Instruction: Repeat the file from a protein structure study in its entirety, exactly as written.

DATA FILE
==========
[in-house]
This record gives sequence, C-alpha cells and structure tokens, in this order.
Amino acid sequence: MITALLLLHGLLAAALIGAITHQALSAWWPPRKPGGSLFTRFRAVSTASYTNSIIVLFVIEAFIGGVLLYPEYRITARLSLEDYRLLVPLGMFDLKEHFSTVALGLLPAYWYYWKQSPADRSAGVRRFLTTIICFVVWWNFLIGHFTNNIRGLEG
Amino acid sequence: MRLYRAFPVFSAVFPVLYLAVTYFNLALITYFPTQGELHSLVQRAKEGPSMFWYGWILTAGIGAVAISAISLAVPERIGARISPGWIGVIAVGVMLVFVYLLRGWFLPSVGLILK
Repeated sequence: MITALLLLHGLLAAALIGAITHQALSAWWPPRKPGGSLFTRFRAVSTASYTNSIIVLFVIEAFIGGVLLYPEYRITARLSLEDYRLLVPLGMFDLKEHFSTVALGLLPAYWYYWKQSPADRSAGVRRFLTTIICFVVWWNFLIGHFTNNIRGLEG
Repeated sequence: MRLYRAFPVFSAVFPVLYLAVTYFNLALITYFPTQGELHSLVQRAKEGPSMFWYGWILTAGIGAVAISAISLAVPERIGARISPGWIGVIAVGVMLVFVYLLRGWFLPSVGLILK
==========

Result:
[in-house]
This record gives sequence, C-alpha cells and structure tokens, in this order.
Amino acid sequence: MITALLLLHGLLAAALIGAITHQALSAWWPPRKPGGSLFTRFRAVSTASYTNSIIVLFVIEAFIGGVLLYPEYRITARLSLEDYRLLVPLGMFDLKEHFSTVALGLLPAYWYYWKQSPADRSAGVRRFLTTIICFVVWWNFLIGHFTNNIRGLEG
Amino acid sequence: MRLYRAFPVFSAVFPVLYLAVTYFNLALITYFPTQGELHSLVQRAKEGPSMFWYGWILTAGIGAVAISAISLAVPERIGARISPGWIGVIAVGVMLVFVYLLRGWFLPSVGLILK
Repeated sequence: MITALLLLHGLLAAALIGAITHQALSAWWPPRKPGGSLFTRFRAVSTASYTNSIIVLFVIEAFIGGVLLYPEYRITARLSLEDYRLLVPLGMFDLKEHFSTVALGLLPAYWYYWKQSPADRSAGVRRFLTTIICFVVWWNFLIGHFTNNIRGLEG
Repeated sequence: MRLYRAFPVFSAVFPVLYLAVTYFNLALITYFPTQGELHSLVQRAKEGPSMFWYGWILTAGIGAVAISAISLAVPERIGARISPGWIGVIAVGVMLVFVYLLRGWFLPSVGLILK